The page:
The two sonatas share many structural similarities: declamatory, prophetic first movement, scherzo second, and meditational finale. Rosner himself points out the range similarities of the two instruments perhaps influencing the music written for both, and Rosner's harmonic idiom, based largely on fourths and fifths and on key-center changes thirds apart, also imparts to the music a family look. Still, each sonata tries to work with its respective instrument's "soul." In a better world, both would be standard repertoire.
The French horn sonata starts out with a passacaglia (usually, melodic variations over a ground bass). It certainly feels like a passacaglia, but I have trouble grasping the entire theme. It really doesn't matter, because again Rosner plays a much harder game than merely filling a form: he battles for a listener's soul. The fourths and fifths in Rosner's language become solemn fanfares in the horn. It conjures up in my mind the ram's horn blown from high ramparts over the desert. The second movement is heady high spirits, with double- and triple-tonguing from the horn player and a nobly singing trio. In the slow finale, the horn sings soaring and beautiful thoughts. It's the kind of piece that's probably beyond another composer's envy. One doesn't say, Damn, I wish I'd written this, but I couldn't have written this, because I couldn't have thought of it. It's not a matter of acquiring the right technique, but of changing the person you are. Heidi Garson has mastered the difficulties of her part, but the pianist, Yolanda Liepa, overshadows her with some ravishing playing.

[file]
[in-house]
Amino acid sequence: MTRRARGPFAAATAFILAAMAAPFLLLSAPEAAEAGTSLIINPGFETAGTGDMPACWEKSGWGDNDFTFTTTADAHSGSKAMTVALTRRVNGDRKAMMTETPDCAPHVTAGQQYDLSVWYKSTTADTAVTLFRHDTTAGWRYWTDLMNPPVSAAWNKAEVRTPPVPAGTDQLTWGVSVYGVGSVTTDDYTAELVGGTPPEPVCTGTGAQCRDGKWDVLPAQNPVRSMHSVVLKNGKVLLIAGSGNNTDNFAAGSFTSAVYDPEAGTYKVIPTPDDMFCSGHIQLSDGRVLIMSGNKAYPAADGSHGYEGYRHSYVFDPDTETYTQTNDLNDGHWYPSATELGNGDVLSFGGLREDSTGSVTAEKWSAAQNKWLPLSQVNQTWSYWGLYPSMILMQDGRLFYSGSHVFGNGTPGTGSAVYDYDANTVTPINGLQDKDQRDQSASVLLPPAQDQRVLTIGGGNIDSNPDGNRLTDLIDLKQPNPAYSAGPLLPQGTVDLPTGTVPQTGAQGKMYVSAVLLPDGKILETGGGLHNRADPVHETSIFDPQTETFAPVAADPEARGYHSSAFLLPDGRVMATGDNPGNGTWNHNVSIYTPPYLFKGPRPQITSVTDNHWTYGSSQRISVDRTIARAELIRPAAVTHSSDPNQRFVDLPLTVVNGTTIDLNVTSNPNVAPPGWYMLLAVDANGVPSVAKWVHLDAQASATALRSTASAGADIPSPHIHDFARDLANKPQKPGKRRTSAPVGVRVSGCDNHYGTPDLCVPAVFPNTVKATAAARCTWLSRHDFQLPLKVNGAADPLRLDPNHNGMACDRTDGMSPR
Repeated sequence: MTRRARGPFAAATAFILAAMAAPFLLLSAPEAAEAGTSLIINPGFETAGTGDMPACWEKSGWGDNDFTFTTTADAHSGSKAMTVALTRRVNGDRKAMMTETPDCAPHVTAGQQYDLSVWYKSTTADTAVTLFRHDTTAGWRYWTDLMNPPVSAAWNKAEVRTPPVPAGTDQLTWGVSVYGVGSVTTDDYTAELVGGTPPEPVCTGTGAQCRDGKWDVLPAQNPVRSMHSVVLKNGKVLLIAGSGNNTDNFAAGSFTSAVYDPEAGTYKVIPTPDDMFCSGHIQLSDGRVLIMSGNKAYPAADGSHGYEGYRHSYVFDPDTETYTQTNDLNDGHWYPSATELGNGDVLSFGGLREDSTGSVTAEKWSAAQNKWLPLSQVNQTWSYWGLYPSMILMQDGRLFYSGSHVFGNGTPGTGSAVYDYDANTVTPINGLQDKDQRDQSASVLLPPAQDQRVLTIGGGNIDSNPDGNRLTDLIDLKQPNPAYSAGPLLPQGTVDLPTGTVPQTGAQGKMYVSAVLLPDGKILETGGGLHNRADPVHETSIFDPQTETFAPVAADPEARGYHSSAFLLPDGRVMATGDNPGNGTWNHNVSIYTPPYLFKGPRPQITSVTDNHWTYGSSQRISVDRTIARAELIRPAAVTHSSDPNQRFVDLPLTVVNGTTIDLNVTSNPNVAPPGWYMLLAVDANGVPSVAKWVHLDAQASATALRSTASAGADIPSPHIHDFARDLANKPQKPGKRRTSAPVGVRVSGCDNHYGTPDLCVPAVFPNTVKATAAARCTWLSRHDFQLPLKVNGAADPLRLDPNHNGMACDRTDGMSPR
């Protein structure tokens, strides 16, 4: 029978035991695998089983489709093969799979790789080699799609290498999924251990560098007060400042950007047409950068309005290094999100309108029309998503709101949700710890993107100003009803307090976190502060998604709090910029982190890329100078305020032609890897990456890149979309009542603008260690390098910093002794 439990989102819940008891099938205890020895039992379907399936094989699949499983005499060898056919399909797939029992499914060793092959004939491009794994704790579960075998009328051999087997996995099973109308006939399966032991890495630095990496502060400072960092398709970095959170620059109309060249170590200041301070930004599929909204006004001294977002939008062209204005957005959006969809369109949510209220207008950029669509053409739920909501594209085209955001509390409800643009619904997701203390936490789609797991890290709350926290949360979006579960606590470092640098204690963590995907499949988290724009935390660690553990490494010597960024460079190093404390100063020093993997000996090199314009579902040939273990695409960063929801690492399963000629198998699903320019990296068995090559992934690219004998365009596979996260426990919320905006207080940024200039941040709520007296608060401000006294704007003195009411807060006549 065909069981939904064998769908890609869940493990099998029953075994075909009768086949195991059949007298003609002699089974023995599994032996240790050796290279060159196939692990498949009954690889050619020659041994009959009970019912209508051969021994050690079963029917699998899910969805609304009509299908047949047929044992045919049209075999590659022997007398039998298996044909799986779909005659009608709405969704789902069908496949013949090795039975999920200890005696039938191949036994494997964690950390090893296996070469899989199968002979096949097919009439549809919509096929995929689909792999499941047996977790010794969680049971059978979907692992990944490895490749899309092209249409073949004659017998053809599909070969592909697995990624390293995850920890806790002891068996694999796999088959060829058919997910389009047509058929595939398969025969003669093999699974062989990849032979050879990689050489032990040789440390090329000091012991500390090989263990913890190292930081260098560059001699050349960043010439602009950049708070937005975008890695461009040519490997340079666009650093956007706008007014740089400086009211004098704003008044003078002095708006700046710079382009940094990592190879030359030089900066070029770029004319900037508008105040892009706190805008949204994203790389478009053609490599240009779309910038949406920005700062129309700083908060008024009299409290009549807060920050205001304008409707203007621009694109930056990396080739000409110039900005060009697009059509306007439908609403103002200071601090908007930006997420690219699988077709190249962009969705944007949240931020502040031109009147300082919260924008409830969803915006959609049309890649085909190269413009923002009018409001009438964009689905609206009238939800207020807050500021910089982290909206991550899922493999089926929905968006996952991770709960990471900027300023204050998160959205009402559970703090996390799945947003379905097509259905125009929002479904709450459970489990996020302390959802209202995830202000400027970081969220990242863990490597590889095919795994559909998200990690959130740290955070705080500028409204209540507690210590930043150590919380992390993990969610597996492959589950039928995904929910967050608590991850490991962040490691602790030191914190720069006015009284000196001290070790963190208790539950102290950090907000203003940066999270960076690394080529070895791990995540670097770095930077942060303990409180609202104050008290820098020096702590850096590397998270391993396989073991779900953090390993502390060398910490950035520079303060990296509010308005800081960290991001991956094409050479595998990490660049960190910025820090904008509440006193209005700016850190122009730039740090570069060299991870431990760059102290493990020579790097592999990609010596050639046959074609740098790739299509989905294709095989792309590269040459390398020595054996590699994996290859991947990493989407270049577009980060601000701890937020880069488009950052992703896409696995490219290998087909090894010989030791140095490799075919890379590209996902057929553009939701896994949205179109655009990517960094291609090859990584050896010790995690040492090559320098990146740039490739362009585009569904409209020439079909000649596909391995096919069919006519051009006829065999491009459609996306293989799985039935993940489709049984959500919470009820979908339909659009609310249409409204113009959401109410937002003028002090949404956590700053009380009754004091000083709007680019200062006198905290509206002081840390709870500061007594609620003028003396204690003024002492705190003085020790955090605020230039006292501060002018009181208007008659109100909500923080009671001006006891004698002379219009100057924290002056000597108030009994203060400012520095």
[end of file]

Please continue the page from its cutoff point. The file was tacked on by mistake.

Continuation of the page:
The cello sonata's first movement broods, with some near-eastern melismata for relief. The second movement consists of a remarkable and rugged fugal scherzo which explodes and stamps off angrily at the end. The finale begins with a theme reminiscent of Gregorian chant and flowers into 7/8 hymns. The performers do well enough to give you a decent idea of the sonata's stature, but otherwise provide little excitement of their own. They come off best in the scherzo but give little shape to the substantial slow movements.
If we divide composers into singers and dancers, Rosner definitely is a singer, despite his rhythmic interests. Nightstone just about raptured me out. Unfortunately, Randolph Lacy, the tenor, fails these songs on several grounds. His intonation is shakey, for one, with a tendency to sink flat. Also, for some reason, his tone occasionally sounds "dead" – his vibrato quits altogether – usually at the beginning of a phrase's plateau. It's an unpleasant habit, and turns his tone into a "bleat." Finally, he seems uneasy with the work's normative 5/8 meter, as if it catches him off-guard – lack of practice? Direction and color in the performance comes almost entirely from the pianist, Timothy Hester. I would have loved to have heard a younger Ian Partridge tackle these.
Once again, thanks to producer John Proffitt and Albany Recordings for a superior effort. Their love for their catalogue is obvious.
Copyright © 1996, Steve Schwartz